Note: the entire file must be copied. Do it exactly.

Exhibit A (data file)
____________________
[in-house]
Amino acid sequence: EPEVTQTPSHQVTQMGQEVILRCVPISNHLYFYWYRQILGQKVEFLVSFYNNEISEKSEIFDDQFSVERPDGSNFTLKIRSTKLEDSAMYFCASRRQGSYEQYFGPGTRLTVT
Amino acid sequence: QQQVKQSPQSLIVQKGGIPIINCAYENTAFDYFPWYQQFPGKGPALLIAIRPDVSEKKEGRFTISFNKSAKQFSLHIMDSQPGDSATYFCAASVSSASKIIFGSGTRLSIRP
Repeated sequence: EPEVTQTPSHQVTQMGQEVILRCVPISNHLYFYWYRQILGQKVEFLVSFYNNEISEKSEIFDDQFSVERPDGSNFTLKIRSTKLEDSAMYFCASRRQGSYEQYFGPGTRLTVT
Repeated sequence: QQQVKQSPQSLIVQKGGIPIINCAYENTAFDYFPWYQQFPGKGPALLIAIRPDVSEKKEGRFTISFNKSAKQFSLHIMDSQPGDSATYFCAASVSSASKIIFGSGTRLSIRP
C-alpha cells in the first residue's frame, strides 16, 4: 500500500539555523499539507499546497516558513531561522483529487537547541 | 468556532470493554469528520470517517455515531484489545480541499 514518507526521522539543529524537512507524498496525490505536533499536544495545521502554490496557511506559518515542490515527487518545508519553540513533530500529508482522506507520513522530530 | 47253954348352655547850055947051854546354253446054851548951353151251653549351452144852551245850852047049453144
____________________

[in-house]
Amino acid sequence: EPEVTQTPSHQVTQMGQEVILRCVPISNHLYFYWYRQILGQKVEFLVSFYNNEISEKSEIFDDQFSVERPDGSNFTLKIRSTKLEDSAMYFCASRRQGSYEQYFGPGTRLTVT
Amino acid sequence: QQQVKQSPQSLIVQKGGIPIINCAYENTAFDYFPWYQQFPGKGPALLIAIRPDVSEKKEGRFTISFNKSAKQFSLHIMDSQPGDSATYFCAASVSSASKIIFGSGTRLSIRP
Repeated sequence: EPEVTQTPSHQVTQMGQEVILRCVPISNHLYFYWYRQILGQKVEFLVSFYNNEISEKSEIFDDQFSVERPDGSNFTLKIRSTKLEDSAMYFCASRRQGSYEQYFGPGTRLTVT
Repeated sequence: QQQVKQSPQSLIVQKGGIPIINCAYENTAFDYFPWYQQFPGKGPALLIAIRPDVSEKKEGRFTISFNKSAKQFSLHIMDSQPGDSATYFCAASVSSASKIIFGSGTRLSIRP
C-alpha cells in the first residue's frame, strides 16, 4: 500500500539555523499539507499546497516558513531561522483529487537547541 | 468556532470493554469528520470517517455515531484489545480541499 514518507526521522539543529524537512507524498496525490505536533499536544495545521502554490496557511506559518515542490515527487518545508519553540513533530500529508482522506507520513522530530 | 47253954348352655547850055947051854546354253446054851548951353151251653549351452144852551245850852047049453144